- The Respondent has provided no response to the Complaint. As such, the prima face case of the Complainant (that Nika Bekauri is an alias for Giorgi Charkviani) has not been challenged.
- In the absence of a response or other direct evidence that the named registrants are in fact separate entities, the Complainant has established a persuasive circumstantial case on this issue.
- The disputed domain names are relevantly identical.
- The websites to which the disputed domain names resolved are relevantly identical.
- The disputed domain names include very similar contact details.
- The disputed domain names were registered at around the same time (January 22 and January 28, 2011).
- The disputed domain names were registered to the same registrar.
A number of similar factors have been considered relevant in previous UDRP decisions under the Policy which found that multiple named respondents could be treated as a single respondent-in-fact: see e.g. FragranceX.com, Inc. v. Argosweb Corp a/k/a Oleg Techino in this name and under various aliases, WuWeb Pty Ltd, Alichec Inc., Belroots Pty Ltd, Crystal Image Pty Ltd, Elarson & Associates Pty Ltd, Lidnick Webcorp, Liquid SEO Limited, Loshedina Inc, Luchichang Pty Ltd, Netmilo Pty Ltd, Orel Hlasek LLC, Volchar Pty Ltd, Web Pescados LLC, Webatopia Marketing Limited, ZincFusion Limited, Chin-Hui Wu, Domain Administrator, Denholm Borg, Denesh Kumar, Marcelos Vainez, Alex Ovechkin, Vlad Obchikov, WIPO Case No. D2010-1237.
B. Identical or Confusingly Similar
There is no dispute that the Complainant has rights in its NEIL LANE trademark. Among others, the Complainant provides evidence of its registration with the USPTO. The Panel also finds that the disputed domain names are confusingly similar to that mark. The disputed domain names incorporate the Complainant’s mark entirely. It is well established that the entire incorporation of a complainant’s well-known mark can be sufficient for a finding of confusing similarity. These circumstances supported such a finding in the previous WIPO case involving the Respondent to which the Complainant refers: Neil Lane Enterprises, Inc. v. Giorgi Charkviani, WIPO Case No. D2011-0906. In that case, the then panel noted that “It has been held in many previous UDRP cases that incorporating a trademark in its entirety is typically sufficient to establish that a domain name is identical or confusingly similar to a registered trademark (see Oakley, Inc. v. Kate Elsberry, Elsberry Castro, WIPO Case No. D2009-1286 and World Wrestling Federation Entertainment, Inc. v. Ringside Collectibles, WIPO Case No. D2000-1306).”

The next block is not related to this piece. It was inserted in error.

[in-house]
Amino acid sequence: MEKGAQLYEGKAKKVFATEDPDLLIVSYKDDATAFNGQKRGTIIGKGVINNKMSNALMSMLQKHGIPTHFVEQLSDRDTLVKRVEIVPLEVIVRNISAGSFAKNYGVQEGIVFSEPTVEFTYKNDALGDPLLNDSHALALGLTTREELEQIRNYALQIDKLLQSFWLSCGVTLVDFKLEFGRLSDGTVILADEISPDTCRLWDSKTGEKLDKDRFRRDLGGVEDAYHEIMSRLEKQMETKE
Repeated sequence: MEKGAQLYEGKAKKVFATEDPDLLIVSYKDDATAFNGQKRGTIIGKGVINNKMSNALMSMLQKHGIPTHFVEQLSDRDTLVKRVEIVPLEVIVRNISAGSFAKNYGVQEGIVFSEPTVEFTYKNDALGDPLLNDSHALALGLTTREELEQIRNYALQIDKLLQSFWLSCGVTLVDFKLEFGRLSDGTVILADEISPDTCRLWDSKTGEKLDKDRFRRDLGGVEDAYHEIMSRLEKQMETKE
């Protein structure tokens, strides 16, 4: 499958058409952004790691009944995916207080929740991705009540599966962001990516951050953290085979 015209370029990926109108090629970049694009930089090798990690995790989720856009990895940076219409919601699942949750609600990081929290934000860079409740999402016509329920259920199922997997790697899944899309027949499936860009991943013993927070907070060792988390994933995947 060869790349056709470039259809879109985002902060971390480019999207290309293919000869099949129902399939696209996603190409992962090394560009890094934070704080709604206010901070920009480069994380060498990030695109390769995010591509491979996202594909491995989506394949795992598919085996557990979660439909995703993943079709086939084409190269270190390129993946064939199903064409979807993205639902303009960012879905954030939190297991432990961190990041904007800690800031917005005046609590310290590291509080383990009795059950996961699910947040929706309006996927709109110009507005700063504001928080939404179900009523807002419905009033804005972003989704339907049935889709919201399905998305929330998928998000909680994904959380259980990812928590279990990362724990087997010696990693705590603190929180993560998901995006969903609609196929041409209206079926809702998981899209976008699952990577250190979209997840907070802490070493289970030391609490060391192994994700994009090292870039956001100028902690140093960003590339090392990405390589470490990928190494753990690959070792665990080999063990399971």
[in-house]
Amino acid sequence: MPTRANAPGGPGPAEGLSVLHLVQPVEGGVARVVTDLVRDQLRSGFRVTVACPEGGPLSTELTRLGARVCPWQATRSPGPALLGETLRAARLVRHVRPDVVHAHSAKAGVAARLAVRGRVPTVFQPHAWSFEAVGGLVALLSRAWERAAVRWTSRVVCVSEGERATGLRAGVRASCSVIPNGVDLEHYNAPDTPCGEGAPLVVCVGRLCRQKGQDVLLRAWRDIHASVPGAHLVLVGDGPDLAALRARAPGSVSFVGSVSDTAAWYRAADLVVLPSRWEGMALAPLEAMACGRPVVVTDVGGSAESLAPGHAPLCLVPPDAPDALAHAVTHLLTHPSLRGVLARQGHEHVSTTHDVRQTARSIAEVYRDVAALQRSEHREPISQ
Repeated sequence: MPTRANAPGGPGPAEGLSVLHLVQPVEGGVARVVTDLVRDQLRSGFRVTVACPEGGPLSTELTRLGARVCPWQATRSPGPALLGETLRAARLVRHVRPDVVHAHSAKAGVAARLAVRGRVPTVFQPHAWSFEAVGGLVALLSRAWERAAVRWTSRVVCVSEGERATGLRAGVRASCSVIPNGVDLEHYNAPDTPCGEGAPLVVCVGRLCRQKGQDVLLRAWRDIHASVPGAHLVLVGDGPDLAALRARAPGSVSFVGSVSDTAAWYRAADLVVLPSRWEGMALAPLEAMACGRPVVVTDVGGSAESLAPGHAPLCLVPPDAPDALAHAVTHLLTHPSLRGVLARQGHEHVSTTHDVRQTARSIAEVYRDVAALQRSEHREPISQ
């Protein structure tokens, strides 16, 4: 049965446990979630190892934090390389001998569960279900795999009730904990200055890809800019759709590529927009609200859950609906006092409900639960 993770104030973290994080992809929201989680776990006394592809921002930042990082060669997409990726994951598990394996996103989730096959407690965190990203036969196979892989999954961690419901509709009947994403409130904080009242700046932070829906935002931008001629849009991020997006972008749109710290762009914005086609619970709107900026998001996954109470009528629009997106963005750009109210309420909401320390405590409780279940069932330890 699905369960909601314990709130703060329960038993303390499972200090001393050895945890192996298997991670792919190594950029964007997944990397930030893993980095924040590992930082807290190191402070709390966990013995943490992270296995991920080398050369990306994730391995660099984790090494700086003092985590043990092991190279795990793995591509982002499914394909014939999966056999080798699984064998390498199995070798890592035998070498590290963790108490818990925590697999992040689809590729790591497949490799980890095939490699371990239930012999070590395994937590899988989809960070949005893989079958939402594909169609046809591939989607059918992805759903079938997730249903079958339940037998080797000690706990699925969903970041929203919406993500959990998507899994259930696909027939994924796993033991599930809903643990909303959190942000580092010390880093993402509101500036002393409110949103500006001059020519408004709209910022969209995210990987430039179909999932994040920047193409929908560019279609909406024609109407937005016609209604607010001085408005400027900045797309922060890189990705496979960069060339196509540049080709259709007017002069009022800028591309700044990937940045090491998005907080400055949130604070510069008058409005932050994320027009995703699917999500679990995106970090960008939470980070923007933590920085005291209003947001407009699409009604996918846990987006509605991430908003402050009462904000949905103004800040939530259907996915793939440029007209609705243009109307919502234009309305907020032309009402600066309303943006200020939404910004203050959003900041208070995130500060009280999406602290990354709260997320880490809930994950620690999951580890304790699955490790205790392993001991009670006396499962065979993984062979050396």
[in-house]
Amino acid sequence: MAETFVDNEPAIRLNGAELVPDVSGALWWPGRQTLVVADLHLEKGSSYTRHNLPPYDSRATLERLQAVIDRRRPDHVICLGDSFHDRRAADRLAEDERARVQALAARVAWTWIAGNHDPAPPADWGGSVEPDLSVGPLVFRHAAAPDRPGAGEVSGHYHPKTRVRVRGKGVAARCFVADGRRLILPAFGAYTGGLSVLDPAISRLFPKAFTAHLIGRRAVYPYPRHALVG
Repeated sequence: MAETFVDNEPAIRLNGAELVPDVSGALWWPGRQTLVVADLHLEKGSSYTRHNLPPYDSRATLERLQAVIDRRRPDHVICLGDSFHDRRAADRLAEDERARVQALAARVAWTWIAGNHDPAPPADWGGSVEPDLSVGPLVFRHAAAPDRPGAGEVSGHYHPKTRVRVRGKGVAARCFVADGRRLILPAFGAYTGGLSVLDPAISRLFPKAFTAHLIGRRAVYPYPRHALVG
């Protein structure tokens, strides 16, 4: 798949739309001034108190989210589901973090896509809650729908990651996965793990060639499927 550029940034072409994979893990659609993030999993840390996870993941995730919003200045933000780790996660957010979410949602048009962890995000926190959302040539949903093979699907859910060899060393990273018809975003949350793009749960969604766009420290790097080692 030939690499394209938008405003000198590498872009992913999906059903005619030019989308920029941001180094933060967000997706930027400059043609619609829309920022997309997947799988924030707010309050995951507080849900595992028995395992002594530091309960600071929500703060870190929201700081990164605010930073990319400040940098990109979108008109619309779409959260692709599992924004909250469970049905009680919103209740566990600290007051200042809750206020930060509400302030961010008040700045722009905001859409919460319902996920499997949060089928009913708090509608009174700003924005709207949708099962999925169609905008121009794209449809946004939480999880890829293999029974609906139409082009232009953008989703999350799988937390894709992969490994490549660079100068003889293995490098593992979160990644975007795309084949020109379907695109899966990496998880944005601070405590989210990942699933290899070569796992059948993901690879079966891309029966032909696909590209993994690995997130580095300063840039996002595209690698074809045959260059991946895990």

In addition to this, the disputed domain names include the term “engagement rings”. As evidenced in the Complaint, that term is closely associated with the business of the Complainant. As such, the addition of that term would serve to reinforce the potential for confusion.
For these reasons, the Panel finds that the Complainant has established its case under paragraph 4(a)(i) of the Policy.
C. Rights or Legitimate Interests
As noted in the WIPO Overview of WIPO Panel Views on Selected UDRP Questions, Second Edition (“WIPO Overview 2.0”), paragraph 2.1, the burden is on a complainant to establish the absence of a respondent’s rights or legitimate interests in a disputed domain name. However, because of the inherent difficulties in proving a negative, the consensus view is that the complainant need only put forward a prima facie case that the respondent lacks rights or legitimate interests. The evidential burden then shifts to the respondent to rebut that prima facie case (see also, e.g. World Wrestling Federation Entertainment, Inc. v. Ringside Collectibles, WIPO Case No. D2000-1306.)
The Complainant has established strong prima facie case against the Respondent. The Complainant provides affidavit and other supporting evidence of its business and, to the extent it seems discoverable, the nature of the Respondent. The disputed domain names revert to websites which appear to trade on the fame of the Complainant’s mark, by including advertisements and links to the Complainant’s competitors, despite the disputed domain names themselves being confusingly similar to the Complainant’s mark. Such a use cannot be legitimate for the purpose of the Policy. Previous panels have found that similar factual circumstances support a finding that the respondent lacks rights or legitimate interests: see e.g. Accor v. Eren Atesmen, WIPO Case No. D2009-0701.